Ski Length Considerations – How To Select Your Proper Ski Length
What length ski should I be on?
In the first of this four part discussion we will take the first step toward answering this question, beginning with some historical context.
The sport of skiing has its roots in racing and, over time, most of the â€œheroesâ€ of the ski world have been FIS World Cup or Olympic racers (e.g. Stein Erickson, Phil Mahr, Hermann Maier, Sarah Schleper, Bode Miller, Janica Kostelic, etc.). These racing â€œheroesâ€ have defined the standard of excellence for being â€œthe best in the sport of skiingâ€.
Why did we bring this up? It is because we believe that conventional thinking regarding ski length is biased around the notion that skiing is about going fast and that most recreational skiers either want to, or should, ski fast. After all, mounds of testosterone and screaming down the slope at Mach 5 is supposed to be what skiing is all about! Isn’t it?
The unintended consequence of assuming that most people want to ski fast is a bias toward recommending and selling longer ski lengths. Why? Because longer skis generally have a larger turning radius. Therefore, they spend more time in the fall line … which means they can, and do, ski faster than a shorter ski. Short skis go slower, and who wants to do that?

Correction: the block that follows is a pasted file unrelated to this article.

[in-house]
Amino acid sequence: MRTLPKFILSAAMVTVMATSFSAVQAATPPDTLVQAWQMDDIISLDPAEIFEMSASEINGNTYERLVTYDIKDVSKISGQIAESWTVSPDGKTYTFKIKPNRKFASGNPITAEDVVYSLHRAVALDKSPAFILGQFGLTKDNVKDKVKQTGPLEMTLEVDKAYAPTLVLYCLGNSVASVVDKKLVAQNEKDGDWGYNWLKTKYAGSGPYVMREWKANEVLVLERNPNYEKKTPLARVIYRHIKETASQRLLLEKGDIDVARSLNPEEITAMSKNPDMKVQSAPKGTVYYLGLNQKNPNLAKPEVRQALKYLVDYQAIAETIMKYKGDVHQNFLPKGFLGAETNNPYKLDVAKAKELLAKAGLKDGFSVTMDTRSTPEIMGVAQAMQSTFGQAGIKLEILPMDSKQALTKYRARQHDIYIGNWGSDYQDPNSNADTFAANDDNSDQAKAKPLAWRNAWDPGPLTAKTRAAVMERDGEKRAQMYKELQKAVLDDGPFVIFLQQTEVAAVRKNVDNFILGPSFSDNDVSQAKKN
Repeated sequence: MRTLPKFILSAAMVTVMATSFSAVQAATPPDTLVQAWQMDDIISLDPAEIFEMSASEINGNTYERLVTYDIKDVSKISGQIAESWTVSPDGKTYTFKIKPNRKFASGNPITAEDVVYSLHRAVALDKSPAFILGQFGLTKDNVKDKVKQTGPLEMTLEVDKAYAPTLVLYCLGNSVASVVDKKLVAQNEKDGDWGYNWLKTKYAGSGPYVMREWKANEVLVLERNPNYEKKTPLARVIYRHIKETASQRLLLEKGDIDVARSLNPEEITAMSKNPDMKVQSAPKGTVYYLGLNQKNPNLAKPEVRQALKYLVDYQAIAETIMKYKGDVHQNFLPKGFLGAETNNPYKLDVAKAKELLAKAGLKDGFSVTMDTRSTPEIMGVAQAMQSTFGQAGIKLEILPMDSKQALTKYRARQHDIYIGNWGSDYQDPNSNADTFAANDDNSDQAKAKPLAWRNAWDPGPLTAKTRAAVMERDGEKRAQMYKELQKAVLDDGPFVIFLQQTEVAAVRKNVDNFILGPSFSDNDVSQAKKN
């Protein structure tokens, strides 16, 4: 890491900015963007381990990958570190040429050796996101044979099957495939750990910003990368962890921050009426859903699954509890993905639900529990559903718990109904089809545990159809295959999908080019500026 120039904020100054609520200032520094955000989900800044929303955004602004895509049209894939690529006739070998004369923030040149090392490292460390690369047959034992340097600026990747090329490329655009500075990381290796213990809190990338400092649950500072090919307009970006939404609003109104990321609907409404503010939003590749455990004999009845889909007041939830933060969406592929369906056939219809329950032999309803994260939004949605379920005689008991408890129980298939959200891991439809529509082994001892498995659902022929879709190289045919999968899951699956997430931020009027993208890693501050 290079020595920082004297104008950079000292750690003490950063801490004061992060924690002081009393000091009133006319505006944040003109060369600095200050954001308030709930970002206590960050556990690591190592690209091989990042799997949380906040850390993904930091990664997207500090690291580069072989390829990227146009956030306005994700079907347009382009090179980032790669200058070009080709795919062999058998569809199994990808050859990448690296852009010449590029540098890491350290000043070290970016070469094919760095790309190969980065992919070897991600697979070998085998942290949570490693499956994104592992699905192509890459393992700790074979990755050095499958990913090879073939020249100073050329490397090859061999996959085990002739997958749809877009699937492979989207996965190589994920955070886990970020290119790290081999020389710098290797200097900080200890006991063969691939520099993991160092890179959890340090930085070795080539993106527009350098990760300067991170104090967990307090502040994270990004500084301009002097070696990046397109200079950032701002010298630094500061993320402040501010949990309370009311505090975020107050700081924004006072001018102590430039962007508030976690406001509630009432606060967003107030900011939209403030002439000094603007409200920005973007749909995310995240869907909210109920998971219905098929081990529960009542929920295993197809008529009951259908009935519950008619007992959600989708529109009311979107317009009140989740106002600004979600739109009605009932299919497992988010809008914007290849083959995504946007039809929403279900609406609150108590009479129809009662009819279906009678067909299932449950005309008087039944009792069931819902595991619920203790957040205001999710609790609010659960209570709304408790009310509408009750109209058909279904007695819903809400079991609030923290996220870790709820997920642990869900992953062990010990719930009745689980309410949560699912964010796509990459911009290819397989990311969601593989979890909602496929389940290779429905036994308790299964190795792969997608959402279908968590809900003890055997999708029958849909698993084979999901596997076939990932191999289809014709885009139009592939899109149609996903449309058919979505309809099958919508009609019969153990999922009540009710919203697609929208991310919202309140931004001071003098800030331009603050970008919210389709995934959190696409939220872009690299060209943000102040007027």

For many skiers a shorter ski can have a significant advantage over a longer ski.
For example, if the skier is older, doesn’t want to ski fast, prefers mogul and powder terrain versus groomed runs, is fearful or has anxiety, is out-of-shape or has slowing reflexes, has a medical condition or has had an orthopedic injury or only skis a small number of days each season. All of these factors, and more just might make a shorter ski a better choice for achieving your skiing objectives.
If your skiing objective is to be the fastest one down a race course then you may want to be on a beefy long ski. However, if you are more conservative and have little interest in being the fastest one on the mountain then you might discover that a longer ski is actually making it harder for you to achieve your objectives.
The way you should pick your ski model and ski length should be based upon your own personal skiing objectives, not because it’s the ski that Hermann Maier uses or because you saw the ski marketed as a â€œhotâ€ ski, or the latest thing, in SKI Magazine.
Continue reading the next segment on choosing ski length: “The Five Decision Factors”.